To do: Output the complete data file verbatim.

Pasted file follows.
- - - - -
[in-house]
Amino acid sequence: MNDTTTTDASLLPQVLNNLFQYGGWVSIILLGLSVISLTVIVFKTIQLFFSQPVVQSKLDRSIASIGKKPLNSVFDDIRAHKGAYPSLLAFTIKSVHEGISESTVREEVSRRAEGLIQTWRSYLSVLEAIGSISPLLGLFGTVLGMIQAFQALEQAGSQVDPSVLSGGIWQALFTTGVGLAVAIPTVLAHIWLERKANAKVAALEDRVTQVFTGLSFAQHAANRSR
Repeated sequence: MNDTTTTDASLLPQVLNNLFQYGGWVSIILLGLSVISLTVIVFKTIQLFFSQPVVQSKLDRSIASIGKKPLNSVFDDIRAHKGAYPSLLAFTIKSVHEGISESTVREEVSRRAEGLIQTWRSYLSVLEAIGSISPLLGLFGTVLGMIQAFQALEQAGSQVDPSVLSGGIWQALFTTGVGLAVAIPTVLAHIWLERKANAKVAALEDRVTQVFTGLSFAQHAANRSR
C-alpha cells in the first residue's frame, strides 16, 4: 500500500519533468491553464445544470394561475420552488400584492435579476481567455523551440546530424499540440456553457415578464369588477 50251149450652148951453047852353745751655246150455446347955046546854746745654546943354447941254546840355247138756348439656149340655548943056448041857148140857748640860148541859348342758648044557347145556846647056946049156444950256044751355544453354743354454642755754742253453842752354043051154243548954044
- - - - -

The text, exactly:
[in-house]
Amino acid sequence: MNDTTTTDASLLPQVLNNLFQYGGWVSIILLGLSVISLTVIVFKTIQLFFSQPVVQSKLDRSIASIGKKPLNSVFDDIRAHKGAYPSLLAFTIKSVHEGISESTVREEVSRRAEGLIQTWRSYLSVLEAIGSISPLLGLFGTVLGMIQAFQALEQAGSQVDPSVLSGGIWQALFTTGVGLAVAIPTVLAHIWLERKANAKVAALEDRVTQVFTGLSFAQHAANRSR
Repeated sequence: MNDTTTTDASLLPQVLNNLFQYGGWVSIILLGLSVISLTVIVFKTIQLFFSQPVVQSKLDRSIASIGKKPLNSVFDDIRAHKGAYPSLLAFTIKSVHEGISESTVREEVSRRAEGLIQTWRSYLSVLEAIGSISPLLGLFGTVLGMIQAFQALEQAGSQVDPSVLSGGIWQALFTTGVGLAVAIPTVLAHIWLERKANAKVAALEDRVTQVFTGLSFAQHAANRSR
C-alpha cells in the first residue's frame, strides 16, 4: 500500500519533468491553464445544470394561475420552488400584492435579476481567455523551440546530424499540440456553457415578464369588477 50251149450652148951453047852353745751655246150455446347955046546854746745654546943354447941254546840355247138756348439656149340655548943056448041857148140857748640860148541859348342758648044557347145556846647056946049156444950256044751355544453354743354454642755754742253453842752354043051154243548954044